Similar options with higher security ratings include the diamond-rated, 20mm-thick Hiplok D1000, designed to prevent damage from angle grinders. Most of their options, like the Hiplok DX are versatile and have a clip that holds the lock to waistlines and belts.

3. Kryptonite Keeper 712

In my opinion, the Kryptonite Keeper 712 is the most versatile and affordable chain lock on the market. Its 47.3-inch length can easily wrap around a bike's frame and lock it to any fixed object. Further, it can be used in combination with a cable to make sure each of the wheels are secured.

Made of hardened steel, it’s going to prevent anyone from simply walking away with the bike, but an angle grinder will get through it without a challenge, so you’ll need to make sure the bike is not left out overnight or in areas with low-visibility. But it’s a great option and my first choice, an integrated lock head conveniently eliminates the need for a separate padlock, and a weather-resistant nylon sleeve slips around the chain.

Another convenient option, which can be worn around the waist, is the Hiplok Gold; great for anyone who makes multiple trips throughout the day—like bicycle couriers.

4. ABUS Bordo 6000 Keyed Folding Lock

A great choice for a simple bike lock that can be carried in a backpack, saddlebag, or mounted to the frame. Its flexible design allows one to lock the bike to almost any fixed object, and its 90cm length is enough to secure the frame and one wheel to any rack or pole.

While it is manufactured from hardened steel, this folding lock may not provide as much security as a heavier U-lock. Plus, the folding design may require some practice to get used to. For the upgraded version of this lock, check out the Abus Bordo Granit. The Foldylock Compact is a similarly solid choice for anyone who wants a smaller folding lock, though keep in mind it only has a bronze security rating.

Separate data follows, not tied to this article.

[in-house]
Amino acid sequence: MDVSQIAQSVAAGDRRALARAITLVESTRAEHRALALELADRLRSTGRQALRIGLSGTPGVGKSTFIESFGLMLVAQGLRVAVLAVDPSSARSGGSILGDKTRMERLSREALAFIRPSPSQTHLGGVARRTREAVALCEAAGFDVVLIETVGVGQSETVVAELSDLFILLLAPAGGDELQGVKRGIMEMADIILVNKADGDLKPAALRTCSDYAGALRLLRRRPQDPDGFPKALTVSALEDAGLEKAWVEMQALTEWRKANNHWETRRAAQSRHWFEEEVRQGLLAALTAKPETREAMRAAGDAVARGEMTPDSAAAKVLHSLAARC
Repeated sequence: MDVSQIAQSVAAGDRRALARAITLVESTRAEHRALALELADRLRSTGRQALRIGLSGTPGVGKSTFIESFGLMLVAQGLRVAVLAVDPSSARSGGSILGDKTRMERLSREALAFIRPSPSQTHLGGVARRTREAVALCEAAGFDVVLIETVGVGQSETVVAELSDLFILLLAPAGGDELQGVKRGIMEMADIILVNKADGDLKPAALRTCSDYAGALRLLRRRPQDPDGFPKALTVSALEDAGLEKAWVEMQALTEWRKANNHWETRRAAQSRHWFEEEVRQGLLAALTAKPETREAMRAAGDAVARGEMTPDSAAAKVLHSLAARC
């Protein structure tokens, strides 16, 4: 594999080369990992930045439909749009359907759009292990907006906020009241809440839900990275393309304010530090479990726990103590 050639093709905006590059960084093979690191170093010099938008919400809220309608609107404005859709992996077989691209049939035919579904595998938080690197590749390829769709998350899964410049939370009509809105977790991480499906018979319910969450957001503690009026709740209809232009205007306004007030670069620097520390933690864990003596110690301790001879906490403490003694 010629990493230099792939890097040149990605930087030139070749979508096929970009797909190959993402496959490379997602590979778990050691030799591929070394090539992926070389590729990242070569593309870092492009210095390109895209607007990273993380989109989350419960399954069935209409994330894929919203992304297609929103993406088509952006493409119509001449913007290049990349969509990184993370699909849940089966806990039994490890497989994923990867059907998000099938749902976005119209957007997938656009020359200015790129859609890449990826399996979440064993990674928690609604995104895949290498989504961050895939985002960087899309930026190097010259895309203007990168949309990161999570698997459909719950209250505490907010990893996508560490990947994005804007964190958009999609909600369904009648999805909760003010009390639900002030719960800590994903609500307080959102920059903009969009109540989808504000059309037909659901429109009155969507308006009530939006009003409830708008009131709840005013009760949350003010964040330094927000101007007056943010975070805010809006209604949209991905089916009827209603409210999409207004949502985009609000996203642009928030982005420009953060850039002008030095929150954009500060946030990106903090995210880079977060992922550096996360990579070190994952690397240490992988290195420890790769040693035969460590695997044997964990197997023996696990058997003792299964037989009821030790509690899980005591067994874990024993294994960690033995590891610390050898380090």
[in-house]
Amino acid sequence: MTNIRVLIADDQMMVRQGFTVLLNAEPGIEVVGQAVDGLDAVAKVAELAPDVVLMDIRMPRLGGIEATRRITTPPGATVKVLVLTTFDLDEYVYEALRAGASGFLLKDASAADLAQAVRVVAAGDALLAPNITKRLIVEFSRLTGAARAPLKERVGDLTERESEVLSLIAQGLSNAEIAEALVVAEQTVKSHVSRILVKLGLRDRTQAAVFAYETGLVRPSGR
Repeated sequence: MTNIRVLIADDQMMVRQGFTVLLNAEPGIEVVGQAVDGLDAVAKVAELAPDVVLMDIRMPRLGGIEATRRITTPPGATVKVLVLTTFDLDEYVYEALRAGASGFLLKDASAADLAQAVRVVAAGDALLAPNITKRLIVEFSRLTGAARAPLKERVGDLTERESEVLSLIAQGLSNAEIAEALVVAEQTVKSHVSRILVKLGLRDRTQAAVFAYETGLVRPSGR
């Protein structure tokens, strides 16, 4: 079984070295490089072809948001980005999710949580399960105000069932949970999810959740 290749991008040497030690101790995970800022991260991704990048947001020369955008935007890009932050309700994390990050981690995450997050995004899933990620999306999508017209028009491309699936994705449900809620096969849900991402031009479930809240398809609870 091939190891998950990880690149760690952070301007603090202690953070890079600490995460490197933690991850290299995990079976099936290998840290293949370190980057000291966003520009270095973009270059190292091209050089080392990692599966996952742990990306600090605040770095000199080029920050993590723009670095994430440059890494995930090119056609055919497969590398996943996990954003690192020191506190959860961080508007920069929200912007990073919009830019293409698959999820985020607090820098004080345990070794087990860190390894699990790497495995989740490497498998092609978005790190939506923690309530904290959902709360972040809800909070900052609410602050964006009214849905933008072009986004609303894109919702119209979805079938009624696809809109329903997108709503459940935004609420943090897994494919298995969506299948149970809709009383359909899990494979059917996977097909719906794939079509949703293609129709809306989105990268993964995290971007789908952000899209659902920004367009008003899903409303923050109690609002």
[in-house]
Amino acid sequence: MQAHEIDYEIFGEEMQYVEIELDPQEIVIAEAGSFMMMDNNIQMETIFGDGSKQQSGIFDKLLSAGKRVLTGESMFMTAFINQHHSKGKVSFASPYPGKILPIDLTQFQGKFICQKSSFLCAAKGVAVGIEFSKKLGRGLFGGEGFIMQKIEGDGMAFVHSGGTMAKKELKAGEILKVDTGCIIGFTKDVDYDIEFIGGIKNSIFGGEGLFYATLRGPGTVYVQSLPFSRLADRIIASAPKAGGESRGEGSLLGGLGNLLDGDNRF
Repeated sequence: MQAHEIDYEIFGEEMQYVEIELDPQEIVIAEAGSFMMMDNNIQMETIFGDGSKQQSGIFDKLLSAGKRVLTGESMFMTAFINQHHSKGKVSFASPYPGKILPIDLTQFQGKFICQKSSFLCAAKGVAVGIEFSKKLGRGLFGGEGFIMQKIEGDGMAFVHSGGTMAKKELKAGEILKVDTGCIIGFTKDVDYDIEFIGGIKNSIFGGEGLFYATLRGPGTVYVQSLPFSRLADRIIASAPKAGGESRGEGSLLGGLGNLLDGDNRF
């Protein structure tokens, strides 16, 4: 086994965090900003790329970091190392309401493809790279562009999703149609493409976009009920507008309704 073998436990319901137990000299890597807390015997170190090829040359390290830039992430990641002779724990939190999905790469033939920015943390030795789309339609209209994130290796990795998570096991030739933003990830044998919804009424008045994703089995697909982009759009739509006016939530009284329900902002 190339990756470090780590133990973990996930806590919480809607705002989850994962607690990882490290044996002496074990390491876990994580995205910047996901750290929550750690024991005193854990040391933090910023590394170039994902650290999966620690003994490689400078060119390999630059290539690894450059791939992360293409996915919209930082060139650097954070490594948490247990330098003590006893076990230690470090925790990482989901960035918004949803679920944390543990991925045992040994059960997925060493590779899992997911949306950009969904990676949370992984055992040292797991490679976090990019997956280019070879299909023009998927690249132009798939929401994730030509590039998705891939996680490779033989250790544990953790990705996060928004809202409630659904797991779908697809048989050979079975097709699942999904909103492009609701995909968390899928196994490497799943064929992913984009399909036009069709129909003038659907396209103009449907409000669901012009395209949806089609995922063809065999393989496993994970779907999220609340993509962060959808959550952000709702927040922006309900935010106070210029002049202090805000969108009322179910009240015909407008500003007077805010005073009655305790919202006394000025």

Tips for Properly Locking a Bike

1. Lock It to a Fixed Object

A properly locked bike using the Kryptonite Keeper U-Lock with Cable. The U-lock combined with a cable is one of the best ways to make sure this bike is still there when you come back. Photo by Jacob Cummings

Make sure to secure your lock to a fixed object, such as a bike rack or a sturdy pole. Avoid locking it to objects that can be easily moved or lifted.

Sadly, locking onto small trees can be a quick, surefire way to kill a tree—many thieves could care less about sawing a tree in half to get to your bike!

2. Lock Both the Frame and Wheels

Risky, yet better than nothing! For quick stops where the bike remains in sight, locking the bike to itself will at least prevent someone from riding off with the bike (they’ll have to carry it or throw it in the back of a truck.) Here I'm using the Kryptonite Keeper 712. Photo by Jacob Cummings

To prevent thieves from removing individual parts of your bike, be sure to lock both the frame and wheels. To secure the frame, use a U-lock or heavy-duty chain. Next, combine a cable lock to secure the wheels.

3. Lock It in a Well-Lit Area

These bike piles are often full of neglected bikes and it’s best to avoid locking to these. Photo by Jacob Cummings

Thieves are more likely to target bikes that stand in poorly lit areas or places where there is little foot traffic. Look for spots that have video surveillance, are near the front entrances of busy buildings, or have active security personnel nearby.

4. Use a Secondary Lock

In addition to your main lock, consider using a secondary lock as an added layer of security. This can be a lightweight cable lock or a smaller U-lock that you use to secure other parts of your bike, like the saddle. Especially with pricey e-bikes, it’s not uncommon to use two U-locks paired with a strong chain. It’s heavy, but worth it.

5. Remove Accessories

Thieves often target bikes with accessories, so remove any accessories or valuables from your bike before leaving it unattended. This includes lights, GPS units, and bike bags. Remember, even if the bike itself is securely locked, the gear attached to it might still go missing.

6. Consider Attaching a GPS Tracker

It’s a good precaution to hide a GPS tracker, like Apple AirTags or a Tile, somewhere on your bike. In the event it goes missing, it may help the police to recover it.

Final Thoughts

Investing in a high-quality lock is one of the best ways to protect your bike from theft, though where you place it is just as important. Remember, no matter where your bike is parked, the longer it sits there, the longer it will be potentially exposed to theft. Above all, try not to leave your bike outside overnight.